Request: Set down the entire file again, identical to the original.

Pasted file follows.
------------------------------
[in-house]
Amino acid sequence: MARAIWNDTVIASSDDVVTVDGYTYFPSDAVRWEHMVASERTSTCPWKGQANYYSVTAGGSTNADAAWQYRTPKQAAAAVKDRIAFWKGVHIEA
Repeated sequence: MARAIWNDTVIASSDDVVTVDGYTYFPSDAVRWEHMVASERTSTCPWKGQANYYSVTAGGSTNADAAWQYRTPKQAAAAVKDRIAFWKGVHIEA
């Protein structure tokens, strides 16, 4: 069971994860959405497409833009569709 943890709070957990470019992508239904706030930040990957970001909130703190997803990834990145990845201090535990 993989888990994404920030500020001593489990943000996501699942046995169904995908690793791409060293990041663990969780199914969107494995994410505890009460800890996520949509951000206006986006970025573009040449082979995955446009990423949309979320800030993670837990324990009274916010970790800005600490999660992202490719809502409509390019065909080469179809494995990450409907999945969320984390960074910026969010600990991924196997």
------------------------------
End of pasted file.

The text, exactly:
[in-house]
Amino acid sequence: MARAIWNDTVIASSDDVVTVDGYTYFPSDAVRWEHMVASERTSTCPWKGQANYYSVTAGGSTNADAAWQYRTPKQAAAAVKDRIAFWKGVHIEA
Repeated sequence: MARAIWNDTVIASSDDVVTVDGYTYFPSDAVRWEHMVASERTSTCPWKGQANYYSVTAGGSTNADAAWQYRTPKQAAAAVKDRIAFWKGVHIEA
């Protein structure tokens, strides 16, 4: 069971994860959405497409833009569709 943890709070957990470019992508239904706030930040990957970001909130703190997803990834990145990845201090535990 993989888990994404920030500020001593489990943000996501699942046995169904995908690793791409060293990041663990969780199914969107494995994410505890009460800890996520949509951000206006986006970025573009040449082979995955446009990423949309979320800030993670837990324990009274916010970790800005600490999660992202490719809502409509390019065909080469179809494995990450409907999945969320984390960074910026969010600990991924196997």